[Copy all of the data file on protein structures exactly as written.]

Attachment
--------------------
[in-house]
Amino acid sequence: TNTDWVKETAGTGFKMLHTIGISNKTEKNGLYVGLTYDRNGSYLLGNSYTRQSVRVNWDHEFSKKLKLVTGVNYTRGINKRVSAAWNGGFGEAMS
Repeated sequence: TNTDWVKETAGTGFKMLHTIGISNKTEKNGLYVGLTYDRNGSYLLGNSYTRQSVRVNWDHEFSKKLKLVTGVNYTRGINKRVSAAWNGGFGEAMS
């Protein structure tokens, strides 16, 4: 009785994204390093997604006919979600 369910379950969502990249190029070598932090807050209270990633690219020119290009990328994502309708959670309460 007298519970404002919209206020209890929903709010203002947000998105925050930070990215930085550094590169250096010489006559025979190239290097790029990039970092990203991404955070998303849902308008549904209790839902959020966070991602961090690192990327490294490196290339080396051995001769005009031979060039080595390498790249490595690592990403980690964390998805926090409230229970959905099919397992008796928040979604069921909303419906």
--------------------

[in-house]
Amino acid sequence: TNTDWVKETAGTGFKMLHTIGISNKTEKNGLYVGLTYDRNGSYLLGNSYTRQSVRVNWDHEFSKKLKLVTGVNYTRGINKRVSAAWNGGFGEAMS
Repeated sequence: TNTDWVKETAGTGFKMLHTIGISNKTEKNGLYVGLTYDRNGSYLLGNSYTRQSVRVNWDHEFSKKLKLVTGVNYTRGINKRVSAAWNGGFGEAMS
């Protein structure tokens, strides 16, 4: 009785994204390093997604006919979600 369910379950969502990249190029070598932090807050209270990633690219020119290009990328994502309708959670309460 007298519970404002919209206020209890929903709010203002947000998105925050930070990215930085550094590169250096010489006559025979190239290097790029990039970092990203991404955070998303849902308008549904209790839902959020966070991602961090690192990327490294490196290339080396051995001769005009031979060039080595390498790249490595690592990403980690964390998805926090409230229970959905099919397992008796928040979604069921909303419906």